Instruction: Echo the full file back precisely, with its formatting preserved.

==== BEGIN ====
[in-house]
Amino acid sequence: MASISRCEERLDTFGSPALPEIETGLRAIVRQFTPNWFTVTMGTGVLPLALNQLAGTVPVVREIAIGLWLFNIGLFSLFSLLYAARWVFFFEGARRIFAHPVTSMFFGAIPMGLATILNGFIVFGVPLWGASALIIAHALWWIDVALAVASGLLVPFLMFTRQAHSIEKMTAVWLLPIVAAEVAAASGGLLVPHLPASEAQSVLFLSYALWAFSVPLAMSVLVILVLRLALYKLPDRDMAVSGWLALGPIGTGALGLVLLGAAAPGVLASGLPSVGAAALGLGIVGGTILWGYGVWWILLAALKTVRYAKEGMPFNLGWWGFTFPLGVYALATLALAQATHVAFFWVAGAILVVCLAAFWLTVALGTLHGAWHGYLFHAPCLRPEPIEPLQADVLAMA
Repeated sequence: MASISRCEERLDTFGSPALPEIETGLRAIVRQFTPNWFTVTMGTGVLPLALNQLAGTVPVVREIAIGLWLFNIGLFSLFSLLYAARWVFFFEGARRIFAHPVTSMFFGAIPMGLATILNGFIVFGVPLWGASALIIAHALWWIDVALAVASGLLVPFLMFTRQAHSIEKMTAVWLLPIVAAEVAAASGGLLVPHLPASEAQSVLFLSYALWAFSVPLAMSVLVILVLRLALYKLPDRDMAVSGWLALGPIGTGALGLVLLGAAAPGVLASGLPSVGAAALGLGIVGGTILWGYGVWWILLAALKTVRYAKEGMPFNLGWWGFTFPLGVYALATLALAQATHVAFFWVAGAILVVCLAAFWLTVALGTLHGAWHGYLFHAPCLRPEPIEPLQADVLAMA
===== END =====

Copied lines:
[in-house]
Amino acid sequence: MASISRCEERLDTFGSPALPEIETGLRAIVRQFTPNWFTVTMGTGVLPLALNQLAGTVPVVREIAIGLWLFNIGLFSLFSLLYAARWVFFFEGARRIFAHPVTSMFFGAIPMGLATILNGFIVFGVPLWGASALIIAHALWWIDVALAVASGLLVPFLMFTRQAHSIEKMTAVWLLPIVAAEVAAASGGLLVPHLPASEAQSVLFLSYALWAFSVPLAMSVLVILVLRLALYKLPDRDMAVSGWLALGPIGTGALGLVLLGAAAPGVLASGLPSVGAAALGLGIVGGTILWGYGVWWILLAALKTVRYAKEGMPFNLGWWGFTFPLGVYALATLALAQATHVAFFWVAGAILVVCLAAFWLTVALGTLHGAWHGYLFHAPCLRPEPIEPLQADVLAMA
Repeated sequence: MASISRCEERLDTFGSPALPEIETGLRAIVRQFTPNWFTVTMGTGVLPLALNQLAGTVPVVREIAIGLWLFNIGLFSLFSLLYAARWVFFFEGARRIFAHPVTSMFFGAIPMGLATILNGFIVFGVPLWGASALIIAHALWWIDVALAVASGLLVPFLMFTRQAHSIEKMTAVWLLPIVAAEVAAASGGLLVPHLPASEAQSVLFLSYALWAFSVPLAMSVLVILVLRLALYKLPDRDMAVSGWLALGPIGTGALGLVLLGAAAPGVLASGLPSVGAAALGLGIVGGTILWGYGVWWILLAALKTVRYAKEGMPFNLGWWGFTFPLGVYALATLALAQATHVAFFWVAGAILVVCLAAFWLTVALGTLHGAWHGYLFHAPCLRPEPIEPLQADVLAMA